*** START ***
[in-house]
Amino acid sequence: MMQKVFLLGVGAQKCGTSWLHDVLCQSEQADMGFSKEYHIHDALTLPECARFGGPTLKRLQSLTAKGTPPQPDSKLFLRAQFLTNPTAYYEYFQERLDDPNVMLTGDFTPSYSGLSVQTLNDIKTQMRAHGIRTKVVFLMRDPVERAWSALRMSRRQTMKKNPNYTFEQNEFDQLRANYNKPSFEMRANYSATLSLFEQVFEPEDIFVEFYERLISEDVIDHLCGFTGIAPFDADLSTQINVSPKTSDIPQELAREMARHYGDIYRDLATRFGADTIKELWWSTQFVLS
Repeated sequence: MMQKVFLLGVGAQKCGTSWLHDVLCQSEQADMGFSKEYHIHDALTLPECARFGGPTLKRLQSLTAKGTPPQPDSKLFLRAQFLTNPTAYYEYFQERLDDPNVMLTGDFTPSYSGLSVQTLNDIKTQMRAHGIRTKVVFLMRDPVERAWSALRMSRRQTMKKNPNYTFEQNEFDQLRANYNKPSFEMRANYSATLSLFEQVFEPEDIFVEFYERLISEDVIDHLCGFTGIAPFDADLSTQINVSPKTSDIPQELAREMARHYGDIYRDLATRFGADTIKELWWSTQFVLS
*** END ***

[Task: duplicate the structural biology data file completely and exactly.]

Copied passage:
[in-house]
Amino acid sequence: MMQKVFLLGVGAQKCGTSWLHDVLCQSEQADMGFSKEYHIHDALTLPECARFGGPTLKRLQSLTAKGTPPQPDSKLFLRAQFLTNPTAYYEYFQERLDDPNVMLTGDFTPSYSGLSVQTLNDIKTQMRAHGIRTKVVFLMRDPVERAWSALRMSRRQTMKKNPNYTFEQNEFDQLRANYNKPSFEMRANYSATLSLFEQVFEPEDIFVEFYERLISEDVIDHLCGFTGIAPFDADLSTQINVSPKTSDIPQELAREMARHYGDIYRDLATRFGADTIKELWWSTQFVLS
Repeated sequence: MMQKVFLLGVGAQKCGTSWLHDVLCQSEQADMGFSKEYHIHDALTLPECARFGGPTLKRLQSLTAKGTPPQPDSKLFLRAQFLTNPTAYYEYFQERLDDPNVMLTGDFTPSYSGLSVQTLNDIKTQMRAHGIRTKVVFLMRDPVERAWSALRMSRRQTMKKNPNYTFEQNEFDQLRANYNKPSFEMRANYSATLSLFEQVFEPEDIFVEFYERLISEDVIDHLCGFTGIAPFDADLSTQINVSPKTSDIPQELAREMARHYGDIYRDLATRFGADTIKELWWSTQFVLS